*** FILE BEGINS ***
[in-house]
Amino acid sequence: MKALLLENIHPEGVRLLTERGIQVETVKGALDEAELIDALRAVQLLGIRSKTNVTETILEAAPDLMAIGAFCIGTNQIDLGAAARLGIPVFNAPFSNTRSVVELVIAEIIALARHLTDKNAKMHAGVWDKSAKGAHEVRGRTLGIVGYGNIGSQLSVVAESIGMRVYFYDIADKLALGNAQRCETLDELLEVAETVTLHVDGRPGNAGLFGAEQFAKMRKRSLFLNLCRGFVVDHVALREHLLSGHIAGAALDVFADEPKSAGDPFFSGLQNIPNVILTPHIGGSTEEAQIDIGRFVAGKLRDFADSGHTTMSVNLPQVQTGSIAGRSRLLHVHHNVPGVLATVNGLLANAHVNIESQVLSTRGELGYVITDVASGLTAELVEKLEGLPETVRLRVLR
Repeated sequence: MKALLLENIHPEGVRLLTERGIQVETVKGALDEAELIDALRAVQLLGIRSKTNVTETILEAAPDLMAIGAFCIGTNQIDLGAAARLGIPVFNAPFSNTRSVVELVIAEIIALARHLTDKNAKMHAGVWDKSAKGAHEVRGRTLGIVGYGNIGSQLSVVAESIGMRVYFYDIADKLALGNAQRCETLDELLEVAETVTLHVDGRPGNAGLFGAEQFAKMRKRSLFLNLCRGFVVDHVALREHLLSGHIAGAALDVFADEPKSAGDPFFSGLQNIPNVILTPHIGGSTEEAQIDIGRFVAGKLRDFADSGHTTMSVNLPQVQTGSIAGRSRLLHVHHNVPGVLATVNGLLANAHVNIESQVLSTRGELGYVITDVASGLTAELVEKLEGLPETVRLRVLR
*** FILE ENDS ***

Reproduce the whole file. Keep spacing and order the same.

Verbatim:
[in-house]
Amino acid sequence: MKALLLENIHPEGVRLLTERGIQVETVKGALDEAELIDALRAVQLLGIRSKTNVTETILEAAPDLMAIGAFCIGTNQIDLGAAARLGIPVFNAPFSNTRSVVELVIAEIIALARHLTDKNAKMHAGVWDKSAKGAHEVRGRTLGIVGYGNIGSQLSVVAESIGMRVYFYDIADKLALGNAQRCETLDELLEVAETVTLHVDGRPGNAGLFGAEQFAKMRKRSLFLNLCRGFVVDHVALREHLLSGHIAGAALDVFADEPKSAGDPFFSGLQNIPNVILTPHIGGSTEEAQIDIGRFVAGKLRDFADSGHTTMSVNLPQVQTGSIAGRSRLLHVHHNVPGVLATVNGLLANAHVNIESQVLSTRGELGYVITDVASGLTAELVEKLEGLPETVRLRVLR
Repeated sequence: MKALLLENIHPEGVRLLTERGIQVETVKGALDEAELIDALRAVQLLGIRSKTNVTETILEAAPDLMAIGAFCIGTNQIDLGAAARLGIPVFNAPFSNTRSVVELVIAEIIALARHLTDKNAKMHAGVWDKSAKGAHEVRGRTLGIVGYGNIGSQLSVVAESIGMRVYFYDIADKLALGNAQRCETLDELLEVAETVTLHVDGRPGNAGLFGAEQFAKMRKRSLFLNLCRGFVVDHVALREHLLSGHIAGAALDVFADEPKSAGDPFFSGLQNIPNVILTPHIGGSTEEAQIDIGRFVAGKLRDFADSGHTTMSVNLPQVQTGSIAGRSRLLHVHHNVPGVLATVNGLLANAHVNIESQVLSTRGELGYVITDVASGLTAELVEKLEGLPETVRLRVLR